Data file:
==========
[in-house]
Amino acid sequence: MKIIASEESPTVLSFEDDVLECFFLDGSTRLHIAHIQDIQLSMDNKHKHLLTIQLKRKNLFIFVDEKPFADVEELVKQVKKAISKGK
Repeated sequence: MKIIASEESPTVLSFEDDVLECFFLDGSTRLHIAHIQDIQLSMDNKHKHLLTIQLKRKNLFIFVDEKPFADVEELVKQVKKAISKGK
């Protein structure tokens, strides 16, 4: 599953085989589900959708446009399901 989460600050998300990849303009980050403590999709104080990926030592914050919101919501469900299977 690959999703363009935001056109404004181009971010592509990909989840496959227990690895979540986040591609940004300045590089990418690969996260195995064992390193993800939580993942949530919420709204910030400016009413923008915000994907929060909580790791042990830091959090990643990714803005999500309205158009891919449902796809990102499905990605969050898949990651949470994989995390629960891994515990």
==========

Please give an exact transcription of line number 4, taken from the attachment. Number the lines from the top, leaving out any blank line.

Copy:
């Protein structure tokens, strides 16, 4: 599953085989589900959708446009399901 989460600050998300990849303009980050403590999709104080990926030592914050919101919501469900299977 690959999703363009935001056109404004181009971010592509990909989840496959227990690895979540986040591609940004300045590089990418690969996260195995064992390193993800939580993942949530919420709204910030400016009413923008915000994907929060909580790791042990830091959090990643990714803005999500309205158009891919449902796809990102499905990605969050898949990651949470994989995390629960891994515990």